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The Google Experience Launcher, as it was, first arrived exclusively for the Nexus 5 towards the end of last year. That changed recently when the renamed Google Now Launcher (GNL) appeared in the Play Store as a standalone app for Nexus devices and those handsets running Google Play Edition (GPE), or to put it another way this is for Stock Android only.

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Along with some minor visual tweaking to the home screen and dock, you get to swipe left to open Google Now instead of another home screen and on the main home screen (assuming the device is unlocked) you can simply say 'OK Google' to start a search, set a reminder, send an email, get satnav directions and so on). In fact, think of Google Now as Android Siri and you are not far wrong. It's not for everyone, and I'm not talking about the practicalities of it requiring KitKat here, and many users are not going to be sacrificing their third party launchers at the altar of GNL. However, that said, if you (like me) happen to be a great fan of Stock Android and prefer the cleaner look of a stock launcher as well, then GNL will not disappoint. Sure, you don't get all the customisation benefits of add-on launchers (assuming you see heavy customisation as a benefit, of course) but you do get a clean stock launcher on steroids. Since installing it on my Nexus 7 2013 LTE, I've got so accustomed to saying 'OK Google' from my home screen that I honestly don't know how I'd cope with having to do anything else to use it. File me under lazy, but there you go.

So how can you install the Google Now Launcher on your device? In my case I updated from Jelly Bean 4.3 to KitKat 4.4.2 and upon completion of the update I was offered the opportunity to switch to the GNL and import the icons and folders from my old home screens automatically, or start afresh. Having already spent quite some time getting my folders and home screens sorted as I wanted them from the old stock launcher, I naturally jumped at the copy option. This function worked flawlessly, with no missing icons or misplaced folders, and is a huge improvement over the time consuming nonsense of installing a new launcher wiping out your set-up as is the norm. As I understand it, don't expect to get this handy import function if you are not running KitKat 4.4 though.

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So what if you don't have a Nexus or GPE device, nor KitKat, but you do want to join the GNL club? The good news is that you don't have to root your Jelly Bean 4.3 device to get it. Make sure your are running the latest version of the Google Search app (it updates automatically, direct from Google, so you should be OK on this one). Then make sure that you have temporarily changed your settings to allow the installation of apps from unknown sources, which can be done from the security section of settings. I say temporarily as I'm a firm believer in making my devices as secure as possible, and not keeping this option open all the time helps in that regard. Of course, installing an .apk file directly always opens up an element of risk so you need to find a trusted source for the download. The Android Police have set up a mirror for the GNL files (ripped from the Nexus 5 updates) here which appears to be such a source. Install this and your device should then prompt you to select which launcher you want to use, and run you through the setup process. You will eventually be asked which launcher you want to use when you hit the home button, select GNL and tap on always and the job's a good 'un. If you change your mind you can uninstall the GNL by going to the Apps section of settings and clicking on Google Now Launcher, then hitting the uninstall button. Simples.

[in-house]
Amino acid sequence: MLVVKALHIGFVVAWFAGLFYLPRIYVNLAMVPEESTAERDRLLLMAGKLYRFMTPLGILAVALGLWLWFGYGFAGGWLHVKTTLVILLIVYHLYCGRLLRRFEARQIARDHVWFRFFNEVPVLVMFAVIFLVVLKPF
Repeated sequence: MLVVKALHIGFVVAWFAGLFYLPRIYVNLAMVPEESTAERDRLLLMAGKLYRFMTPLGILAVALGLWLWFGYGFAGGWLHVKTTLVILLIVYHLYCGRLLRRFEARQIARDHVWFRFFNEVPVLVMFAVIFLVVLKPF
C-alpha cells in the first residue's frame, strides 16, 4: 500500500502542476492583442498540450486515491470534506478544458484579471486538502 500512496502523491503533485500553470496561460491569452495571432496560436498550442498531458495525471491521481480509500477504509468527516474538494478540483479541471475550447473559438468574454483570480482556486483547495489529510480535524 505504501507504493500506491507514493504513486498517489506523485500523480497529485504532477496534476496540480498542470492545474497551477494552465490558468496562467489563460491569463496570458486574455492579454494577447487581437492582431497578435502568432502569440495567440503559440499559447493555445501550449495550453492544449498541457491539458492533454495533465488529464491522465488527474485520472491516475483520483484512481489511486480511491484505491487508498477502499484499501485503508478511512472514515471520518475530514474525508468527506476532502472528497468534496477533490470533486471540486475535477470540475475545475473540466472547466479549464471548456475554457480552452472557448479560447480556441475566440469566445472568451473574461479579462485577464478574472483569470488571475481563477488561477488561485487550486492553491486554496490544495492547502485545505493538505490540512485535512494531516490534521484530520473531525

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Although I know of people who have installed the Google Now Launcher on devices running Android 4.1 and they insist it runs OK, I also know of people who have done the same and ended up with just a partial GNL experience or, worse, a very flaky one. It's therefore recommended that you are running KitKat 4.4.x if you want GNL to run as intended and without hiccup, and Jelly Bean 4.3.x for something really very similar. However, as always, we do have to say that as with any installation of .apk files in this manner, you must accept that you are doing so at your own risk.

Edited by happygeek

As Editorial Director and Managing Analyst with IT Security Thing I am putting more than two decades of consulting experience into providing opinionated insight regarding the security threat landscape for IT security professionals. As an Editorial Fellow with Dennis Publishing, I bring more than two decades of writing experience across the technology industry into publications such as Alphr, IT Pro and (in good old fashioned print) PC Pro. I also write for SC Magazine UK and Infosecurity, as well as The Times and Sunday Times newspapers. Along the way I have been honoured with a Technology Journalist of the Year award, and three Information Security Journalist of the Year awards. Most humbling, though, was the Enigma Award for 'lifetime contribution to IT security journalism' bestowed on me in 2011.

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Last Post by Yasar_2
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Yeah, Kitkat is required here given that the first device that has that "OK Google" feature is Nexus 5 (Moto X is an exception given that it has some specific M8 co-processor). Hopefully, that "Ok GOogle" feature will arrive on all smartphones with Kitkat, even the ones with KitKat custom ROM.

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